Any actor will tell you that they have a fair degree of stage fright before any performance. Even very famous stage actors like Lawrence Olivier have said that if they didn’t have a bit of stage fright, they’d be really worried. It’s the nervousness that comes across as energy on stage or on screen.
I’ve always had stage fright. Not crippling stage fright but definitely stage fright. When I was a screenwriter, I remember having to go to pitch meetings at studios and being unable to sleep the night before, tossing and turning, going over the pitch in my head. By the time I arrived at the meeting, I would be a wreck. But I noticed something else, also. The nervousness propelled me through those meetings. My nervousness turned into energy and I was absolutely wired in the meeting. I came across as far more enthusiastic than I actually was because I was out of my mind.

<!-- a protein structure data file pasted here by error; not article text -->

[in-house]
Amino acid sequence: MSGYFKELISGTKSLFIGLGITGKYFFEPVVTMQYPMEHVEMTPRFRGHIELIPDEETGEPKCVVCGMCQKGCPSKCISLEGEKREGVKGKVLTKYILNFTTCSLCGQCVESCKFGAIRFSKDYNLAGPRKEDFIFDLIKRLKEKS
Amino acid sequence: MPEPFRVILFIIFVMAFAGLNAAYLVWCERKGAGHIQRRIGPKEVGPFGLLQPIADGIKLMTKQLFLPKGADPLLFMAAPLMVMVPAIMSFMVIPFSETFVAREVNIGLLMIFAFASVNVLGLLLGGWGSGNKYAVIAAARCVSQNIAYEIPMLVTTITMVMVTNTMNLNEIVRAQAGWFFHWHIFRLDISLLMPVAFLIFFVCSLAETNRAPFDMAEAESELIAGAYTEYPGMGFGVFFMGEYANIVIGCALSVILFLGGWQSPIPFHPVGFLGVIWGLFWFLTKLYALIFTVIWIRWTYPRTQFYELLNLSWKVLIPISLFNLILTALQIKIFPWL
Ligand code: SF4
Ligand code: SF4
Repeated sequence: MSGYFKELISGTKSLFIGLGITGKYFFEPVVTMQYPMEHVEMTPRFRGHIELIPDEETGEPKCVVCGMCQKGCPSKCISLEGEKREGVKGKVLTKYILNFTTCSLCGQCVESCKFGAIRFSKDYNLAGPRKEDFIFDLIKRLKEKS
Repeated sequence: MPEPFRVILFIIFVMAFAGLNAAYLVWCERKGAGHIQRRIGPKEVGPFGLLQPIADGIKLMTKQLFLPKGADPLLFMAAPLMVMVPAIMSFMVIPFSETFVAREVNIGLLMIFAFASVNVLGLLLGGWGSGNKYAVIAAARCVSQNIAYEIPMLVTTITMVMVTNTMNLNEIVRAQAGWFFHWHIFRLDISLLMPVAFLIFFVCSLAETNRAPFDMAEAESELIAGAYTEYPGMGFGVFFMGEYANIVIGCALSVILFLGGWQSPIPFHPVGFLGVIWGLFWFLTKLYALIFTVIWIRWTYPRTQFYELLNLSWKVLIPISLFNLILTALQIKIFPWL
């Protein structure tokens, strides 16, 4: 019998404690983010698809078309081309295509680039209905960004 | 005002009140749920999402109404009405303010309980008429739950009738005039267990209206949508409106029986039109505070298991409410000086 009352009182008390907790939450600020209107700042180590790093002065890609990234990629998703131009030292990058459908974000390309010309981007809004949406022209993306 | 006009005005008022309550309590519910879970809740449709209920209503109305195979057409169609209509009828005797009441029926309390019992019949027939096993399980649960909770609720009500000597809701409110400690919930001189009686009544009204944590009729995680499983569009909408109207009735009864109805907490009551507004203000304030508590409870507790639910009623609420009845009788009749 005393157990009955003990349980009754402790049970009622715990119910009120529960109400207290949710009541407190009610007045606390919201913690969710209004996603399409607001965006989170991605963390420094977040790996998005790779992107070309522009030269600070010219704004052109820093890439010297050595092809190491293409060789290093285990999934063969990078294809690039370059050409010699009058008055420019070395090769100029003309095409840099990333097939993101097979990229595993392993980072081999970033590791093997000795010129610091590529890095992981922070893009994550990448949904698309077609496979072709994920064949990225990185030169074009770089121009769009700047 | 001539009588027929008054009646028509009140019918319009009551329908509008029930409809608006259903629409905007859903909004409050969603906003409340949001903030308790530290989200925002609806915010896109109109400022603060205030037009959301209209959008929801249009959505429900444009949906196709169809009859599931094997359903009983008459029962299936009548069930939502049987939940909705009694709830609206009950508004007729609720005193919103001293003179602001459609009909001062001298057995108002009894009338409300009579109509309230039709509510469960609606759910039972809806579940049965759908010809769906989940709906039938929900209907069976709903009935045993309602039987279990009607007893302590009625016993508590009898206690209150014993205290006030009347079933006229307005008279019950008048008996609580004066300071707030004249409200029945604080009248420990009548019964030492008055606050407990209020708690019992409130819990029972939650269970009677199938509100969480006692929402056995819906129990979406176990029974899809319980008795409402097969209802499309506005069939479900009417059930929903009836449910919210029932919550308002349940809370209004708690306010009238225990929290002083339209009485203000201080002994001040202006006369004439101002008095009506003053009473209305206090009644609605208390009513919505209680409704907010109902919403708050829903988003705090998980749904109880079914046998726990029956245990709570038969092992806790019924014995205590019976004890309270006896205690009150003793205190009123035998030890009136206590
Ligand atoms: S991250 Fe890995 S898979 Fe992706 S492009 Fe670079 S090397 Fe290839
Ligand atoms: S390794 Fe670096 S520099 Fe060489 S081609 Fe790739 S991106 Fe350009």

Nervousness is your friend. It motivates you to prepare, to be sharp. Use it to your advantage, value it. Nervousness can be better than an energy drink. But, it’s important not to be too wired so I’ve found that relaxation exercises in the form of deep breathing meditations, have helped me. It’s important at some point to calm the mind, to be focused.
As Franklin Delano Roosevelt said in his inaugural speech during World War II in one of the darkest periods in American history, “The only thing we have to fear is fear itself.“